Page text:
Tomorrow, I start back my 15th year of classroom teaching next to at least two teachers right out of the credential program. I love the “new blood” anticipation these new teachers have, the excitement of having your own classroom space, the optimism of changing lives and truly making a difference. It’s a refreshing wash of hope that can bring a staff and school culture a replenishing new start of the school year. Unfortunately, not every campus can be as welcoming or as supportive of our profession’s newbies and so many new teachers are left feeling overwhelmed and lost.

Flittering around on Twitter yesterday, I came across one of my favorite older blogs post from Jennifer Gonzalez. I was reminded of how I need to be a “marigold” for new teachers on my campus. I need to be the one that helps cultivate their growth. It also reminded me that I need to check my own attitude and practices to make sure that I continue to not only be a positive role model for new teachers, but how I should constantly work to surround myself with my own marigolds. Read the post here and think about who you want to be this school year for your colleagues. Remember, we’re all in this together!

Sharing Humanity in the Classroom

Girl walking next to a fence dragging a stick

If you’re like me, I love engaging students with short videos. I especially love short inspirational videos that get my students to think. I use them as starters for writing, discussions, or even teaching specific concepts. Strangely, most of my videos are advertisements. My students have even begun guessing half way through the video what the company behind the message is. “What are they selling?”

Recently, I came across a blog post by Larry Ferlazzo about StoryCorps. I had never heard of the series which records everyday people’s stories to share with the world and archive experiences for future generations through podcasts. As their website reads, “We do this to remind one another of our shared humanity, to strengthen and build the connections between people, to teach the value of listening, and to weave into the fabric of our culture the understanding that everyone’s story matters. At the same time, we are creating an invaluable archive for future generations.” And the stories are incredible.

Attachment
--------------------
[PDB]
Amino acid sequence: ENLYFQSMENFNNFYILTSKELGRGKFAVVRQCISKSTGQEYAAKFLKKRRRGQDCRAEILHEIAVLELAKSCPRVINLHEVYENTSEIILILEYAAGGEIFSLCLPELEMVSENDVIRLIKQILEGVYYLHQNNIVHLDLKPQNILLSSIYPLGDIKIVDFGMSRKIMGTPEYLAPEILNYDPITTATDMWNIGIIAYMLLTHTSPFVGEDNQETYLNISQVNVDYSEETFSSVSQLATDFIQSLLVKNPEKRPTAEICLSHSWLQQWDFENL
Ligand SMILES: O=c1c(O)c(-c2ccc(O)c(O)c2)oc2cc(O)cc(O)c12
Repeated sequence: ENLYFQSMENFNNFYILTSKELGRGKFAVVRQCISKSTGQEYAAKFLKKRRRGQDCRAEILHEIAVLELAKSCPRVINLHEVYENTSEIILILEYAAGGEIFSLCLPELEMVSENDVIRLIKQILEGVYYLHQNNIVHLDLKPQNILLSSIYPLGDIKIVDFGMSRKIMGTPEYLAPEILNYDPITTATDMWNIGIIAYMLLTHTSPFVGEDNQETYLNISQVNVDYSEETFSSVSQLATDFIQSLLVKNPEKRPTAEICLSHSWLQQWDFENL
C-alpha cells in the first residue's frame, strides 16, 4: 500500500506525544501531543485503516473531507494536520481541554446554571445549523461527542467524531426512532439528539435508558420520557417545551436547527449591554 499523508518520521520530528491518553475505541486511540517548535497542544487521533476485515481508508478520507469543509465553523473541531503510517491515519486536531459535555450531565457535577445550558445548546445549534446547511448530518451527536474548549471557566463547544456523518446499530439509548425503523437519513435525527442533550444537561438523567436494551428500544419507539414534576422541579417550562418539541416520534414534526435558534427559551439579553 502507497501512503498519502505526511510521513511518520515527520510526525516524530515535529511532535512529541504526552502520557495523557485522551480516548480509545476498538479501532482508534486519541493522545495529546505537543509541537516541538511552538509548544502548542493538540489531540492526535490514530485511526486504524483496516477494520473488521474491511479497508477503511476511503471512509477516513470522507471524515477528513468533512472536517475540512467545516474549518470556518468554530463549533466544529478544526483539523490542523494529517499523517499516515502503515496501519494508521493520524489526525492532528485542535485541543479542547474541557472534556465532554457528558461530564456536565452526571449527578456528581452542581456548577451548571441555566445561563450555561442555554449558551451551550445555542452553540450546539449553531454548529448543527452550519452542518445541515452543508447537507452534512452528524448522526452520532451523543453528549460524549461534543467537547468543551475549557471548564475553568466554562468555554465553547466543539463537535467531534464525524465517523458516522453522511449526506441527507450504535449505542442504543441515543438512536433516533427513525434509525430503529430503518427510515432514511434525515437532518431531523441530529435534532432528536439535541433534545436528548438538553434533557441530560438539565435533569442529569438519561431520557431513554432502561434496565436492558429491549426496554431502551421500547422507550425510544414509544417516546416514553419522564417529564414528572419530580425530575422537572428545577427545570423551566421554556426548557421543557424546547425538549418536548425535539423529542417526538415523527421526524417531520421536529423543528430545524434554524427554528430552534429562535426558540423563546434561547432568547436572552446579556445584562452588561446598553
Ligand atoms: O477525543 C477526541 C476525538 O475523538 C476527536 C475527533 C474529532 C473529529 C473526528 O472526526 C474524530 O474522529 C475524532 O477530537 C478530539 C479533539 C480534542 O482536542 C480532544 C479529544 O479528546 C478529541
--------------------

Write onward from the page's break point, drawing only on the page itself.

StoryCorps has taken many of these stories and turned them into animations. Watching a few of them, my heart has grown three sizes! As Ferlazzo points out on his website, these short videos are perfect to use in the classroom. Check out Ferlazzo’s blog post here and add StoryCorps to your list of video resources. You might even want to take some time today to get lost in these beautiful shared human experiences.

AR and VR: Hype or Real Engagement?

Child with VR headset

I am completely fascinated by augmented reality and virtual reality. I mean it is freaking COOL! Of course, cool doesn’t always mean it’s the best tool to use in the classroom. Sometimes a tool is just flashy new gadget, without any real payoff for student engagement and learning. However, I’m following the glitz, the glam, the uber cool technology and wondering, will this be the next big tool to change my teaching? In order to invest time and money, most educators need some serious reasons (data would be good, too) to use any new technology. Hype and flash can only take us so far.

Luckily, I like to do my homework. A few days ago EdSurge hosted their #DLNChat (Digital Learning Network) on the topic of AR and VR being worth the hype. If you didn’t catch it, Michael Sano of EdSurge, put together a nice recap on their blog post: Can AR/VR Improve Learning? Integrating Extended Reality Into Academic Programs. Check it out. Are we looking at the next revolution in the classroom or is it not worth the investment?